Items Filed Under

Community Design

Redesign and rethink the U.S.’s existing transportation: Tumlin

Jeffrey Tumlin is a leading thinker – a mover-and-shaker – on incorporating “transportation demand management” principles into the many ways planners are rethinking the ways we’ve built our cities. I didn’t attend the Association for Commuter Transportation’s recent annual conference in New Orleans, but several of our readers told me how his keynote speech was… Read more »

Traffic planners should listen up to solutions offered by Transportation Techies

Traffic wastes time and money almost everywhere on the planet, so congestion is the bogeyman many transportation planners hope to defeat. Attendees at the most-recent Transportation Techies Meetup – held at Mobility Lab in Arlington, Va., and focused on traffic solutions – got a taste of several early-stage tech/planning options. “Data and technology are becoming… Read more »

photo credit: innovativemobility.com

How ride-hailing is disrupting transit, the auto industry, and our communities

This is a two-part series on ride-hailing carpool-like services. Part 1 introduced us to Via, now operating in Washington D.C., and included the results of a test ride with the service. Via launched in 2012 in Manhattan and now also operates in Chicago and Washington, D.C. And it’s similar to other services such as San Francisco’s… Read more »

What rebuilding in New Orleans means for transportation options

This article is excerpted from a longer version at Arlington Transportation Partner’s blog. Having previously only spent one business day in New Orleans, I wasn’t sure what I’d experience besides beads, jazz, seafood, and hot-heavy-humid air at the Association for Commuter Transportation’s (ACT) recent annual conference there. I certainly didn’t expect to become smitten with a city… Read more »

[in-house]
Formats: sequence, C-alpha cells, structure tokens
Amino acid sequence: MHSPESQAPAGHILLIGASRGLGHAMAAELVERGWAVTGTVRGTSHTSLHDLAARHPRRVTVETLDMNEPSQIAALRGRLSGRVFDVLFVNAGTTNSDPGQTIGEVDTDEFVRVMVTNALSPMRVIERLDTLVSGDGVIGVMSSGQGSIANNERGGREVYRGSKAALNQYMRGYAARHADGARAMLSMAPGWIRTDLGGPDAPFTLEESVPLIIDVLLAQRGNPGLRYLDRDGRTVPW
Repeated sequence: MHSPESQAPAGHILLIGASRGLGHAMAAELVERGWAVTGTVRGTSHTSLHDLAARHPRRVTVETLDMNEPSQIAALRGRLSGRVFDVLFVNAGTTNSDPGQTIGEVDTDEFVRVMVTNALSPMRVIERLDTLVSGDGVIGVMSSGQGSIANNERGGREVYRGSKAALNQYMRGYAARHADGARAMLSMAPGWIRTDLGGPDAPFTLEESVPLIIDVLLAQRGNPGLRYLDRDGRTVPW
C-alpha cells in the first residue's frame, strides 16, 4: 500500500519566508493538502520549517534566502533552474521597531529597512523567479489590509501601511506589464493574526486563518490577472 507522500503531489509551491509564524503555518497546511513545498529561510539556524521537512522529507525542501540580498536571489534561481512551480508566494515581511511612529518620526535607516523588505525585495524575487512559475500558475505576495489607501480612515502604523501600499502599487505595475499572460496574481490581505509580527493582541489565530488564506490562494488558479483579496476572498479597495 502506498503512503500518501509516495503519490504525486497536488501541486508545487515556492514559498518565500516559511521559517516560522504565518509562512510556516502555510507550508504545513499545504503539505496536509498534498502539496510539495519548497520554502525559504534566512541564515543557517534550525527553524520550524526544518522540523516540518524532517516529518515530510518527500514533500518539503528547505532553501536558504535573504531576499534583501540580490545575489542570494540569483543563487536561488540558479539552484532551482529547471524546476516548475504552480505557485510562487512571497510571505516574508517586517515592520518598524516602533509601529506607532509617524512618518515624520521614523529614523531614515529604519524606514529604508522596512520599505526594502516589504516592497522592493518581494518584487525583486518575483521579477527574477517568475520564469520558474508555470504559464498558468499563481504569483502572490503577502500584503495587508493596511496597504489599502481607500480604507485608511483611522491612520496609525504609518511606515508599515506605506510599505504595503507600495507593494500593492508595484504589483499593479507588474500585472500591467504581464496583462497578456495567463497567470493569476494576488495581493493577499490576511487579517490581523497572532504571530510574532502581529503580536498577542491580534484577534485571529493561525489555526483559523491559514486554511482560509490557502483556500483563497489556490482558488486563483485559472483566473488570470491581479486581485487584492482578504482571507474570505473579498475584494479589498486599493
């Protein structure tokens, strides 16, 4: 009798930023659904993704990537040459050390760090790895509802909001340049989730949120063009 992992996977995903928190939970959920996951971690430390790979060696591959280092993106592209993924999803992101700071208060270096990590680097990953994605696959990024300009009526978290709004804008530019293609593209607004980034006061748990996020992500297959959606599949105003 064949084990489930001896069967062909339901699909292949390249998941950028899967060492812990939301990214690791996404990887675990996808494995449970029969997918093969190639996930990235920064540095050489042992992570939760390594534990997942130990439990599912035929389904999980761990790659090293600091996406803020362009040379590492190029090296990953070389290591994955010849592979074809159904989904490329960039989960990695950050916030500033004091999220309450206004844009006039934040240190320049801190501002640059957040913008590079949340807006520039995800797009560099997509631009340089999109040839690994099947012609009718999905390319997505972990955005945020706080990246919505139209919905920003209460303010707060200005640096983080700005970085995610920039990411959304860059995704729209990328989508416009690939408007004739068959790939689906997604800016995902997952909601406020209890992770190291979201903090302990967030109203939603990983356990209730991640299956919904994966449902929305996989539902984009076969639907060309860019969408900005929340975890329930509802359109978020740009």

Can multi-passenger ride-hailing complement public transit?

This is Part 1 of a two-part series on Via, a ride-hailing carpool-like service that has recently launched in Washington D.C. (Part 2 is here.) Buses cheaply transport masses of people but are slow and inconvenient. They make numerous stops, yet are still difficult for some to access. Uber and Lyft solve these problems, but… Read more »

Vox/Mobility Lab video: The high cost of free parking

When Steve Jobs pitched Apple’s new California campus – which opened earlier this year – he wanted to turn parking lots into green landscapes. But the city of Cupertino demanded 11,000 parking spots, which put a wrench in that part of Jobs’ vision. Cupertino’s parking requirements are not unique. It’s estimated that, in America, there… Read more »

Station placement is key to connecting bikeshare to the transportation grid

A typical bikeshare member might often face an easy choice in trying to get from her home to downtown: pick up a bike and pedal with the wind in her hair, or sit in traffic and search in vain for a parking space. In the Washington D.C. region, with the spread of Capital Bikeshare stations,… Read more »

Aspen will examine traffic issues with a “mobility lab”

As transportation-policy rockstar Ray LaHood once said at a Mobility Lab event, there should be Mobility Labs all over the U.S. While our little shop headquartered in Arlington, Va., may still be the only Mobility Lab in the country, there may soon be another. With Aspen, Colo., “drowning in automobiles,” Mayor Steve Skadron is hoping to… Read more »

Ease of transportation access gets a look in Hawaii and Pennsylvania

[Editor: An interesting update to the Hawaii story (June 30, 2017): Companies that work in transportation could advise the transportation management association and help create policies to ease traffic on Waikiki’s streets. Makes sense, and is similar to recommendations recently in a George Mason study on how Arlington, Va., could work more closely with delivery companies… Read more »

California merchants, public clamor for rethinking our transportation impulses

In bustling city cores, people driving alone in their personal cars can be the worst thing for local merchants. Many of them simply didn’t know it before, but they’re slowly beginning to figure it out. Three new stories out of California show that the state is taking the concept of transportation demand seriously. Take this example:… Read more »